Pacepacker has tested the MTL system extensively with a range of products and packaging types. It is especially effective in handling plastic pots, jars and other rigid, flat-topped packs such as ready meals, since it relies on vacuum to grip and manipulate product. The system works well in categories such as dairy, where yoghurt, creams and soft cheeses are packed in pots, but it is equally suited to swapping canned goods and products in glass packaging, such as jam jars and salad dressings.
Although the first MTL installation utilised a fairly straightforward Cartesian pick-and-place arrangement, the system can just as easily be designed with delta or articulated arm robots. Paul explains: “If there is a range of tray or pot sizes, or several product configurations, a robotic system would offer greater flexibility than the Cartesian version. You tend to achieve better movement control and increased fluidity with a robot. You also have greater programming flexibility, which means you can swap around product from three trays rather than two, for example.”
One option worth considering when upgrading the Cartesian system is to replace pneumatic actuators with electronic devices. Doing this will normally allow finer control over acceleration and deceleration, which helps to significantly reduce product damage when handling and swapping delicate items.
As well as being highly compact, the new MTL system is also mobile. As a standalone operation, the MTL can be located in the warehouse area or in the production area; whichever makes more sense from a space and product-flow perspective.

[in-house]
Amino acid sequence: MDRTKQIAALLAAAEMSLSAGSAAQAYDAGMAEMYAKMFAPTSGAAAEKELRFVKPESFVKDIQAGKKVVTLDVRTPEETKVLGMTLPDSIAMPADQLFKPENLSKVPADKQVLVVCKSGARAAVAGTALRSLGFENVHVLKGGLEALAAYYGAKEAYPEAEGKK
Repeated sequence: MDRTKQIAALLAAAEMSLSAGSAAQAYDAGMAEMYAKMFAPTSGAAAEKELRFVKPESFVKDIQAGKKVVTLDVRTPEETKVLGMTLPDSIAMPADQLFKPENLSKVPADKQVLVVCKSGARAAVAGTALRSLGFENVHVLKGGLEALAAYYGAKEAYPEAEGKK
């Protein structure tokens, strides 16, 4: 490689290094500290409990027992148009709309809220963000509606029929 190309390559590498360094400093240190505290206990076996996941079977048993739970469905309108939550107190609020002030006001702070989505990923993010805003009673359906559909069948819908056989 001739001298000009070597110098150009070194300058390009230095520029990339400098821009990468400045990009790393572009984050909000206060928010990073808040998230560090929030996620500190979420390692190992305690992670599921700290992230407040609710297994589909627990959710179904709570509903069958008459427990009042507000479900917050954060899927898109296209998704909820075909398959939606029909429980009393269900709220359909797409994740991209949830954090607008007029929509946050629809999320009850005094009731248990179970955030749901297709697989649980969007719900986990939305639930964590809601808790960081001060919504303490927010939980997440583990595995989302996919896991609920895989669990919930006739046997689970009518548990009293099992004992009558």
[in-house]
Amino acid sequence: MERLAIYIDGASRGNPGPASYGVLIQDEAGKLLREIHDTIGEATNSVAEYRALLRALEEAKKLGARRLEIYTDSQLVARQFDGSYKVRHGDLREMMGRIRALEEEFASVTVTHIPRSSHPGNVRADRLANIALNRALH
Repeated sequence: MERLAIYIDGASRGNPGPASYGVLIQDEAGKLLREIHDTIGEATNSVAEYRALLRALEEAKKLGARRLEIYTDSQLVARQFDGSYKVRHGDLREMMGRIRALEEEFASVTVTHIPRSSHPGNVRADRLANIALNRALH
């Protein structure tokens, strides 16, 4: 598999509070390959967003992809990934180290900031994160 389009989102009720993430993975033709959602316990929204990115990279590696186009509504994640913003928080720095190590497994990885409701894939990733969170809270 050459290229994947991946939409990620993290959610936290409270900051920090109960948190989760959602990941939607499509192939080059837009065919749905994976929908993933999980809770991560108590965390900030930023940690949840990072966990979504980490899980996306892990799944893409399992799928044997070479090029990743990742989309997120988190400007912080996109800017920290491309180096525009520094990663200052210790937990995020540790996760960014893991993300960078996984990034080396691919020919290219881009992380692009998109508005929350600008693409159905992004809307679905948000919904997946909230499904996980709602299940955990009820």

The system can also be configured to other formats, including flexible packaging. Paul says: “In this instance, to form mixed-product collations a customer might need to consider laning options at the initial tray-loading stage. However, it’s worth remembering that complex laning can take up larger amounts of factory space.”
Pacepacker initiated the MTL project after the company’s own engineers were on-site working on another robotics application for the dips. Having observed up to five people in a single shift performing the manual ‘product swap’ operation, the team suggested that an automated system could be developed.
Paul explains: “A large part of our approach at Pacepacker is to keep tabs on retail trends, and when visiting customers we also examine the overall operational efficiency and where automation can solve a particular challenge or overcome a production bottleneck. It’s not always dependent on the customer coming to us with a problem. This newest ‘product swap’ development is a classic example of what can be accomplished when we look at the wider automation picture.”
The system can also be used for new product trials, slower-moving lines, seasonal and limited editions. To learn more about the offline, portable Mixed Tray Loader pick-and-place system please visit the website at www.pacepacker.com.